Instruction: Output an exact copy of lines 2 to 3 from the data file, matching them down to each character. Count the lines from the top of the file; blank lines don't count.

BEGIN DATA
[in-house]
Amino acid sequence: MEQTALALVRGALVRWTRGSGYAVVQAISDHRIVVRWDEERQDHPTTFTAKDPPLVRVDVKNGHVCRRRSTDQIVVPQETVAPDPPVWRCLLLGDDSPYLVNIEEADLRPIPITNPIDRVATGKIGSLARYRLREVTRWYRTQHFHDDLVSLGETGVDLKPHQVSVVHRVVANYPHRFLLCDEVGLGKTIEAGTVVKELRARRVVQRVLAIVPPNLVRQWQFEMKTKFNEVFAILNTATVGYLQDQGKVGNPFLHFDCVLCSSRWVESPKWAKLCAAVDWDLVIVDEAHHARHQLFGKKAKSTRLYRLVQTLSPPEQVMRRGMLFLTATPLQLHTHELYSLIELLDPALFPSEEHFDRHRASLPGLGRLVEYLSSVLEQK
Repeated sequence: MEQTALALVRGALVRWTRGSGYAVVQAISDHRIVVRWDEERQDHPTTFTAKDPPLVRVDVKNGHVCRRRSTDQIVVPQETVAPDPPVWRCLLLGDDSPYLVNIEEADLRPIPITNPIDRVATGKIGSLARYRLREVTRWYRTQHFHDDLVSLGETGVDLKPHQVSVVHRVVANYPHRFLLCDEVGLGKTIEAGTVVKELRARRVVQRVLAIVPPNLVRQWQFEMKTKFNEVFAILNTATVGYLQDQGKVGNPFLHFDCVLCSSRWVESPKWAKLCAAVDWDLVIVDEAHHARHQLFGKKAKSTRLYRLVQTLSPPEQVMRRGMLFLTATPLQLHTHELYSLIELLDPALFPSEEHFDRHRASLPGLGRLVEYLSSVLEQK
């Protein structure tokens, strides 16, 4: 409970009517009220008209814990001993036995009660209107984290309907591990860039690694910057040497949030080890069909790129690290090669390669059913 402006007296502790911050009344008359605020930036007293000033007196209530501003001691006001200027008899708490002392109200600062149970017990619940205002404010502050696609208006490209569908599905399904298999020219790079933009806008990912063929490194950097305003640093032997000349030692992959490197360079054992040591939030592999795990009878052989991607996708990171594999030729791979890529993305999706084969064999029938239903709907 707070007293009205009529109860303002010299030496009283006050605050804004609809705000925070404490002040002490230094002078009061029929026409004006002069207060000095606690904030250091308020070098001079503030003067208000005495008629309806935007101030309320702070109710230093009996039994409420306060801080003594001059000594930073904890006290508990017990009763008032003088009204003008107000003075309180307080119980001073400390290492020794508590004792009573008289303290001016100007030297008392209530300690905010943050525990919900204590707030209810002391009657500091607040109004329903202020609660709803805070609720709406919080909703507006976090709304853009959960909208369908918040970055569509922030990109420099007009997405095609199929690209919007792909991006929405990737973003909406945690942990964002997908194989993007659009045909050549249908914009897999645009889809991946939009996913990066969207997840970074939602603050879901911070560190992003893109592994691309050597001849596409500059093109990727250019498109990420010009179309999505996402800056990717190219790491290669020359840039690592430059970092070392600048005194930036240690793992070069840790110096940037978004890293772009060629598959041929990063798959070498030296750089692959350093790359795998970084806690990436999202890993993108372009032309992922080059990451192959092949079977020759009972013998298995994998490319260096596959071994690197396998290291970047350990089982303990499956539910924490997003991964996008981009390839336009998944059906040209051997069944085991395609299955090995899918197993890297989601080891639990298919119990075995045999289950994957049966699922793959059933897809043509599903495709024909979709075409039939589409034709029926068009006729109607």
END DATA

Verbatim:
Amino acid sequence: MEQTALALVRGALVRWTRGSGYAVVQAISDHRIVVRWDEERQDHPTTFTAKDPPLVRVDVKNGHVCRRRSTDQIVVPQETVAPDPPVWRCLLLGDDSPYLVNIEEADLRPIPITNPIDRVATGKIGSLARYRLREVTRWYRTQHFHDDLVSLGETGVDLKPHQVSVVHRVVANYPHRFLLCDEVGLGKTIEAGTVVKELRARRVVQRVLAIVPPNLVRQWQFEMKTKFNEVFAILNTATVGYLQDQGKVGNPFLHFDCVLCSSRWVESPKWAKLCAAVDWDLVIVDEAHHARHQLFGKKAKSTRLYRLVQTLSPPEQVMRRGMLFLTATPLQLHTHELYSLIELLDPALFPSEEHFDRHRASLPGLGRLVEYLSSVLEQK
Repeated sequence: MEQTALALVRGALVRWTRGSGYAVVQAISDHRIVVRWDEERQDHPTTFTAKDPPLVRVDVKNGHVCRRRSTDQIVVPQETVAPDPPVWRCLLLGDDSPYLVNIEEADLRPIPITNPIDRVATGKIGSLARYRLREVTRWYRTQHFHDDLVSLGETGVDLKPHQVSVVHRVVANYPHRFLLCDEVGLGKTIEAGTVVKELRARRVVQRVLAIVPPNLVRQWQFEMKTKFNEVFAILNTATVGYLQDQGKVGNPFLHFDCVLCSSRWVESPKWAKLCAAVDWDLVIVDEAHHARHQLFGKKAKSTRLYRLVQTLSPPEQVMRRGMLFLTATPLQLHTHELYSLIELLDPALFPSEEHFDRHRASLPGLGRLVEYLSSVLEQK